Governor Deal has cited the repeal of the sales tax on energy used in manufacturing as an important factor in Georgia attracting jobs from Caterpillar and Baxter International.
Georgia’s Speaker of the House, David Ralston (R-Blue Ridge), will appear at a fundraiser with Micah Gravley (R), candidate for State House, on Monday, October 29th from 6:30 to 8 PM at the Rock Inn, located at 7981 Highway 78 in Winston, GA 30187. Click here to view the invitation. To R.s.v.p., email Leigh Ann Gillis.
Georgia Conservatives in Action are sponsoring a Take Back America Rally on Saturday, November 3d from 4-6 PM at the Waycross Motor Speedway. Every event I’ve been to with GCIA has been outstanding, and if you’re in the area, it’s sure to be a great family-friendly event.
Former and possibly-future Clayton County Sheriff Victor Hill (D-Mars) will not be tried on more than 30-count felony indictment before his election on November 6th.
If Hill defeats a write-in candidate — he faces no Republican opposition — and is sworn into office, Gov. Nathan Deal will be asked to remove him from office until the criminal case can be resolved.
“What we hope will happen is that the governor will suspend him on the day he takes office,” said Putnam County Sheriff Howard Sills, president of the Georgia Sheriffs’ Association.
Hill, who served as Clayton County sheriff in 2005-2008, was indicted last January on 37 felony charges — including four counts of racketeering — that accuse him of using his office and his 2008 re-election campaign funds for his personal benefit.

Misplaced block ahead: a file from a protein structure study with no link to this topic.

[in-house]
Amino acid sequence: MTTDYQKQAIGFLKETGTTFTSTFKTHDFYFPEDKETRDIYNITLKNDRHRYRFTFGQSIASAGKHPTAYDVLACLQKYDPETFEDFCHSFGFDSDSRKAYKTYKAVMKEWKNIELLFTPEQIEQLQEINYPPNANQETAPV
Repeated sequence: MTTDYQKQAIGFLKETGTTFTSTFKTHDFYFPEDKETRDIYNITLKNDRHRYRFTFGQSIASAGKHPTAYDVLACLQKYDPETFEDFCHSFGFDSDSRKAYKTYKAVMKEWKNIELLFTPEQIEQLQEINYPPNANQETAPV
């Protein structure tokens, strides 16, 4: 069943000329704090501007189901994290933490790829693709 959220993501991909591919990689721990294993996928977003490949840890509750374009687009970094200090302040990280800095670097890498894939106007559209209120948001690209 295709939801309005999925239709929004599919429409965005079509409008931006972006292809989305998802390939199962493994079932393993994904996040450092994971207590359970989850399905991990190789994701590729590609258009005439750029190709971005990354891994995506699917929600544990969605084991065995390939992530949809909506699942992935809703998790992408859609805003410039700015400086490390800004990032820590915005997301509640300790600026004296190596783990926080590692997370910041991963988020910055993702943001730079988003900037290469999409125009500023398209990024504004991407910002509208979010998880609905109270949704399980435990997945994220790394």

Last week, Clayton County Superior Court Judge Albert Collier dismissed five charges — two racketeering and three theft by taking charges involving campaign money. He said the theft charges are unwarranted because the funds belong to Hill and there is no victim. Misuse of campaign funds, which could be an alternative to the theft charges, is a misdemeanor, Collier wrote, and a racketeering charge requires at least two felony counts to support it.
Prosecutors filed notice that they will appeal that decision Thursday, causing the trial, scheduled for Nov. 26, to be delayed because new hearings are required.
Tom Barton of the Savannah Morning News writes that Republican Meg Heap won the debate for Chatham County District Attorney against incumbent Democrat Larry Chisholm.
She hit the incumbent hard on issues that matter — high turnover in the D.A.’s office for the last four years, botched prosecutions and accusations from employees that led to a $270,000 penalty against Chisolm.
In response, Chisolm tried to argue that the revolving door in his office is no big deal, even comparing it to employee turnover in other industries, like fast-food restaurants. Huh? Prosecuting criminal suspects isn’t like making Big Macs. Minimum-wage workers who work on Mickey D’s assembly lines are easily replaced. Not so career prosecutors, victim witness directors and other critical staffers.
The two men in the sheriff’s race have a long history of serving the public. There’s plenty of fodder here for a robust, informative campaign that will help voters make a choice on Election Day.
The incumbent has spent his entire career in law enforcement, including 20 years as sheriff and another 21 years as chief of the county’s police department (later merged with Savannah’s police department). The challenger has worked for the Sheriff’s Department for more than 33 years, including the last 11 as jail administrator.